A model from Muscowpetung Saulteaux Nation in Saskatchewan was able to not only walk the runway in New York Fashion Week, but also perform traditional jigging.
Courtney-Dawn Anaquod, a model and dancer who lives and works in Saskatoon, said she wanted to cry from happiness but she was able to hold back the tears.
“Because it was a dream come true, it absolutely was,” she said.
She said the experience was also empowering.
“Every step I walked onto the runway was a step of healing for our ancestors who [came] before us, who fought for us.”
She said she got the chance to walk the runway after International Indigenous Fashion Week (IIFW) held a competition in 2020 for the Model of the Year and she was nominated by a designer for the arts and fashion category. Even though she won in October 2020 , she had to wait until this past weekend for her chance to walk the runway.
She said not only was it her first time in New York, it was her first time traveling outside of Canada. Her father, Donny Anaquod, helped her drive there along with her cousin Rosanna Anaquod.
“They [are] such big supporters in everything I do,” Courtney-Dawn said.
Donny Anaquod said seeing his daughter on the runway was “fantastic.”
“I had tears in my eyes; the dancing was absolutely fabulous,” he said.
“It was an accomplishment of her biggest dream and that’s what I wanted to see.”
He said Courtney-Dawn had always had her eyes set on modelling and experiencing the fashion scene.
“She certainly achieved that goal,” he said.
Courtney-Dawn said for her, breaking through the cycle of intergenerational trauma was important.
“I’m going on six years sobriety, I fought a battle of alcoholism,” she said.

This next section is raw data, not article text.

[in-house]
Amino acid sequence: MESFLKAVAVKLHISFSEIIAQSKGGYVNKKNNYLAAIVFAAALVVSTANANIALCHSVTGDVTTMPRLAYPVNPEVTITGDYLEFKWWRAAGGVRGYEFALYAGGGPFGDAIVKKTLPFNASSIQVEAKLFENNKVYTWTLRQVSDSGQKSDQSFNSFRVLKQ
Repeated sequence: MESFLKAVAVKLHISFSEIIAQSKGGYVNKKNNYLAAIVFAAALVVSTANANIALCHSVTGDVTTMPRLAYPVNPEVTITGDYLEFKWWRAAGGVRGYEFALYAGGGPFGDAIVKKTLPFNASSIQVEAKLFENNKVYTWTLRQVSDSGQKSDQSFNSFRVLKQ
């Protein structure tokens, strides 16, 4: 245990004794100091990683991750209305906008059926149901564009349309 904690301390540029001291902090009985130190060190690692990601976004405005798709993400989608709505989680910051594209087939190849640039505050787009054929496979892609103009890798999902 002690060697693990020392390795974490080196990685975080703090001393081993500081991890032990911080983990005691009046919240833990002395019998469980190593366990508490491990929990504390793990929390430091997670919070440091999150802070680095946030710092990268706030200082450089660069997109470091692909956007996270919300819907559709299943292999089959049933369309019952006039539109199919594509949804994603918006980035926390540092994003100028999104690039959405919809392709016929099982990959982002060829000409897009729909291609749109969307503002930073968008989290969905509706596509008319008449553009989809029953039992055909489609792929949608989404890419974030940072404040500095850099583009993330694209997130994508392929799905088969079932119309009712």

“[I fought] my way through and [survived] three domestic violence relationships.[I grew] up in a family circle with cycles of family violence and addictions, so [I was] able to overcome those challenges and those troubling times within my family and within myself.”
Courtney-Dawn said she took all of the challenges she has faced and turned them into opportunities for her to rise and overcome them.
‘I will jig on that runway’
Jigging is another passion of hers and she was happy to get a chance to showcase that as well.
She said the organizer of International Indigenous Fashion Week had asked if she wanted to showcase her jigging talent as well.
“I had told her ‘absolutely, I will jig on that runway,'” she said.
“I truly dance anywhere I possibly can.”
Along with jigging in the fashion show, Courtney-Dawn said she also jigged in all of the eight states she passed through on her way to New York.
“Dancing is at the centre of who I am,” she said.
Donny said Courtney-Dawn has been dancing since she was 10. He is a guitar player and had gigs throughout Courtney-Dawn’s childhood, and she travelled with him on the road.
“She was always with me and she socialized right in there with the rest of the dancers and picked up on it very fast,” he said.
Courtney-Dawn said another reason why she felt this trip was important was to help inspire other Indigenous people and youth to follow their dreams. She has two children, aged 13 and 16, and a 19-year old nephew who she raised.
She said she wanted to show her children that anything is possible.
“Somebody may go through some struggles and challenges through life, you can still make your dreams come true,” she said.